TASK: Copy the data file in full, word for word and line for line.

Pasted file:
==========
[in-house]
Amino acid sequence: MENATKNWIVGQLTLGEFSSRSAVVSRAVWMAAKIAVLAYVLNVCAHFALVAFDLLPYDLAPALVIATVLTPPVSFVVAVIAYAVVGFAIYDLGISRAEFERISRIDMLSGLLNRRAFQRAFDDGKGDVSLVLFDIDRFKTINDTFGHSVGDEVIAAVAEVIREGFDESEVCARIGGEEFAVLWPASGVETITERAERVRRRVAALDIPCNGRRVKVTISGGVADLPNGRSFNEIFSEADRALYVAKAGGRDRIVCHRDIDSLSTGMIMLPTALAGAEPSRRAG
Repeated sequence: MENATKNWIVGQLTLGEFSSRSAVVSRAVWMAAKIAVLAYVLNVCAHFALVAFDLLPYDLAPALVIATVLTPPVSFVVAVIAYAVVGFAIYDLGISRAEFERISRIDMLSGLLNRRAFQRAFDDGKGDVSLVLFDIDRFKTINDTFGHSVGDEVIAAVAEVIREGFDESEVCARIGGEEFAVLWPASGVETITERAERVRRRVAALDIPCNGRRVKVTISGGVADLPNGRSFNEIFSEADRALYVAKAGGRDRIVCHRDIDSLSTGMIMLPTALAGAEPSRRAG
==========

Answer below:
[in-house]
Amino acid sequence: MENATKNWIVGQLTLGEFSSRSAVVSRAVWMAAKIAVLAYVLNVCAHFALVAFDLLPYDLAPALVIATVLTPPVSFVVAVIAYAVVGFAIYDLGISRAEFERISRIDMLSGLLNRRAFQRAFDDGKGDVSLVLFDIDRFKTINDTFGHSVGDEVIAAVAEVIREGFDESEVCARIGGEEFAVLWPASGVETITERAERVRRRVAALDIPCNGRRVKVTISGGVADLPNGRSFNEIFSEADRALYVAKAGGRDRIVCHRDIDSLSTGMIMLPTALAGAEPSRRAG
Repeated sequence: MENATKNWIVGQLTLGEFSSRSAVVSRAVWMAAKIAVLAYVLNVCAHFALVAFDLLPYDLAPALVIATVLTPPVSFVVAVIAYAVVGFAIYDLGISRAEFERISRIDMLSGLLNRRAFQRAFDDGKGDVSLVLFDIDRFKTINDTFGHSVGDEVIAAVAEVIREGFDESEVCARIGGEEFAVLWPASGVETITERAERVRRRVAALDIPCNGRRVKVTISGGVADLPNGRSFNEIFSEADRALYVAKAGGRDRIVCHRDIDSLSTGMIMLPTALAGAEPSRRAG